How to Write a CV: Other Information
Updated: May 5
This is free CV advice that is easy to apply and will strengthen a CV in identifiable and meaningful ways. It goes beyond a lot of the generic CV advice you may have already seen by offering hints and tips you probably haven't thought of or considered before.
This is the seventh and final article in the series and focuses on Other Information.
· Related: How to write a CV: Contact Details
· Related: How to write a CV: Personal Statement
· Related: How to write a CV: Key Skills
· Related: How to write a CV: Key Achievements
· Related: How to write a CV: Employment History
Other Information can simply be an additional section, often at the end of a CV, but don’t think of it purely in that capacity. Consider any information that may be of interest to a potential employer that hasn’t already been covered or that can help build the picture of what you would be bringing to a role.
Top CV Tips
Think beyond Hobbies and Interests
Other information isn’t just what you spend your time doing outside of work so don’t feel that you just have to list hobbies and interests. It may also be language skills, licenses, accreditations, awards or achievements. Also don’t feel you have to provide an impressive list of pastimes. Not everyone has them and they aren’t the only way to demonstrate personality or capability so don’t add an additional section for hobbies and interests just for the sake of it if it doesn’t add value.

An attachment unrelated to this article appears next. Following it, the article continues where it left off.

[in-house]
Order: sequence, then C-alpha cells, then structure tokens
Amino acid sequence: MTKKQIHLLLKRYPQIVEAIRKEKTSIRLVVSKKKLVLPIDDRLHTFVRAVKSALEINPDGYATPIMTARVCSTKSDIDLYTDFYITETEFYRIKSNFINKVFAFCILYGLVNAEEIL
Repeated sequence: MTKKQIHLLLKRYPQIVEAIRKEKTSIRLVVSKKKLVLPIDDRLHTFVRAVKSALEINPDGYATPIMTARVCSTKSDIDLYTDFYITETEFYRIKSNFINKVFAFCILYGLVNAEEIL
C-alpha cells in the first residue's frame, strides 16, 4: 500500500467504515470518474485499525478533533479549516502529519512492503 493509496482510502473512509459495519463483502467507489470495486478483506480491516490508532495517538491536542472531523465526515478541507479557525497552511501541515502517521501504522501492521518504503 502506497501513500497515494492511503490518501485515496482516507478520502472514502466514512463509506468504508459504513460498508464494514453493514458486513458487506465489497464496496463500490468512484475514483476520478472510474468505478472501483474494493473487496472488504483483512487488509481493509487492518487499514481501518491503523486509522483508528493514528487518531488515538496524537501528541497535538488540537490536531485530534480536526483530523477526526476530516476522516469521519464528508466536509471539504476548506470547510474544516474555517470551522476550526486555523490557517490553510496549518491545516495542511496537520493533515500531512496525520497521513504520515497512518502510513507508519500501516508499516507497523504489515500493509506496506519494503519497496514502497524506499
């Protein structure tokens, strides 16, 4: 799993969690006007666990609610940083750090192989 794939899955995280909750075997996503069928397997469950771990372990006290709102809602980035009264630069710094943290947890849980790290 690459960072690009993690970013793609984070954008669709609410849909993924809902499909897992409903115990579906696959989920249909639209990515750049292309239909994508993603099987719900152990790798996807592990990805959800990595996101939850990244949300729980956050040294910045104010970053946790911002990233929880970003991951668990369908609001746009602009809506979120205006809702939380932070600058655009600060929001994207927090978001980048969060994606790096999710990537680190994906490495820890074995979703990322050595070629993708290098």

Use in moderation
The benefit of providing other information beyond employment history and qualifications is that it can create personal connection with the reader. Having shared interests for example can be engaging, but the opposite can also be true if your interests and passions aren’t shared and you have emphasised them too much. The reader can ask more about them in interview and can be a good conversation to have in that context so you don’t have to cover every detail on your CV. Cover enough to show value through the level of achievement, relevance to the role or the implied attributes that can be inferred from it, but save anything beyond that for a cover letter, application or interview.
Consider the perspective of the reader. What is it about you that would be of interest to them? What type of company are they? What is their culture like? How does the role sit within that company and how would you contribute to that? With those questions in mind, work through your CV again, threading in emphasis on the aspects that would create connection or demonstrate implied or inferred traits that would connect with their requirements. For example emphasise teamwork through giving details of previous teams you have worked in or referencing hobbies that require this. If corporate responsibility and company values are important to you, emphasise how your previous roles offered that or point to it in your personal statement or your outside interests. These subtle connections will really strengthen your CV.
Good luck writing your CV and getting your personality and personal attributes across in a subtle and impactful way.
For the other articles in this series, visit the My CV Guide Blog. For in-depth advice and guidance on how to write a CV, take a look at our downloadable CV Guide or consider our CV Review and CV Consultation Services for an in-depth review of your existing CV or full professional CV writing service.